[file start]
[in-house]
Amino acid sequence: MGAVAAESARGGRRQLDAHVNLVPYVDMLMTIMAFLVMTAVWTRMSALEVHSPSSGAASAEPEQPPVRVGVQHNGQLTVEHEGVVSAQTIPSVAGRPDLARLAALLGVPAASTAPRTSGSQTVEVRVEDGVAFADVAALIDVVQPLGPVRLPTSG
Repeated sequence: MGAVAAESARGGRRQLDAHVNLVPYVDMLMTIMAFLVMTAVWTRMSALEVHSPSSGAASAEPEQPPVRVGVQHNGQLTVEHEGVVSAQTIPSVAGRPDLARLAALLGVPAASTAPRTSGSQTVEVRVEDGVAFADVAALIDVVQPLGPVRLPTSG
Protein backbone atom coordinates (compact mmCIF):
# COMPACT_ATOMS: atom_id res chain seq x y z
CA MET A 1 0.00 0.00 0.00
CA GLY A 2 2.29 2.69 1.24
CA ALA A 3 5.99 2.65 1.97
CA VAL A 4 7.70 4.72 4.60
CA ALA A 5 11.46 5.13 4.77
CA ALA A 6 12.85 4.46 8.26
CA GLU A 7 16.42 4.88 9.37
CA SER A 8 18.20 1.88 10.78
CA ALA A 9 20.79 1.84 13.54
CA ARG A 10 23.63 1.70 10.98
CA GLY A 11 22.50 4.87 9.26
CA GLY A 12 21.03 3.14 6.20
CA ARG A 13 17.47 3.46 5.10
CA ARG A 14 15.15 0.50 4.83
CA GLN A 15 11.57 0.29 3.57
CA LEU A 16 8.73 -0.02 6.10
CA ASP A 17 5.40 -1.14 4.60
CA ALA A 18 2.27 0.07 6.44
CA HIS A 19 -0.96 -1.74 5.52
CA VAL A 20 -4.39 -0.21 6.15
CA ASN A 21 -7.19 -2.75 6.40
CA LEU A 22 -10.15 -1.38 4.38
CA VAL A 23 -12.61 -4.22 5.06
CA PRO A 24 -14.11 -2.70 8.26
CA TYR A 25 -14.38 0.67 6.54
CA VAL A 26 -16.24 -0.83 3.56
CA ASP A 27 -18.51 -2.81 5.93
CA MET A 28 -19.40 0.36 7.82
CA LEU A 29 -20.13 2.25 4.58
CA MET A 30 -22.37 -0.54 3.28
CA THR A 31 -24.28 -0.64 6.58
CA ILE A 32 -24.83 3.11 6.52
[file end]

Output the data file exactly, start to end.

[in-house]
Amino acid sequence: MGAVAAESARGGRRQLDAHVNLVPYVDMLMTIMAFLVMTAVWTRMSALEVHSPSSGAASAEPEQPPVRVGVQHNGQLTVEHEGVVSAQTIPSVAGRPDLARLAALLGVPAASTAPRTSGSQTVEVRVEDGVAFADVAALIDVVQPLGPVRLPTSG
Repeated sequence: MGAVAAESARGGRRQLDAHVNLVPYVDMLMTIMAFLVMTAVWTRMSALEVHSPSSGAASAEPEQPPVRVGVQHNGQLTVEHEGVVSAQTIPSVAGRPDLARLAALLGVPAASTAPRTSGSQTVEVRVEDGVAFADVAALIDVVQPLGPVRLPTSG
Protein backbone atom coordinates (compact mmCIF):
# COMPACT_ATOMS: atom_id res chain seq x y z
CA MET A 1 0.00 0.00 0.00
CA GLY A 2 2.29 2.69 1.24
CA ALA A 3 5.99 2.65 1.97
CA VAL A 4 7.70 4.72 4.60
CA ALA A 5 11.46 5.13 4.77
CA ALA A 6 12.85 4.46 8.26
CA GLU A 7 16.42 4.88 9.37
CA SER A 8 18.20 1.88 10.78
CA ALA A 9 20.79 1.84 13.54
CA ARG A 10 23.63 1.70 10.98
CA GLY A 11 22.50 4.87 9.26
CA GLY A 12 21.03 3.14 6.20
CA ARG A 13 17.47 3.46 5.10
CA ARG A 14 15.15 0.50 4.83
CA GLN A 15 11.57 0.29 3.57
CA LEU A 16 8.73 -0.02 6.10
CA ASP A 17 5.40 -1.14 4.60
CA ALA A 18 2.27 0.07 6.44
CA HIS A 19 -0.96 -1.74 5.52
CA VAL A 20 -4.39 -0.21 6.15
CA ASN A 21 -7.19 -2.75 6.40
CA LEU A 22 -10.15 -1.38 4.38
CA VAL A 23 -12.61 -4.22 5.06
CA PRO A 24 -14.11 -2.70 8.26
CA TYR A 25 -14.38 0.67 6.54
CA VAL A 26 -16.24 -0.83 3.56
CA ASP A 27 -18.51 -2.81 5.93
CA MET A 28 -19.40 0.36 7.82
CA LEU A 29 -20.13 2.25 4.58
CA MET A 30 -22.37 -0.54 3.28
CA THR A 31 -24.28 -0.64 6.58
CA ILE A 32 -24.83 3.11 6.52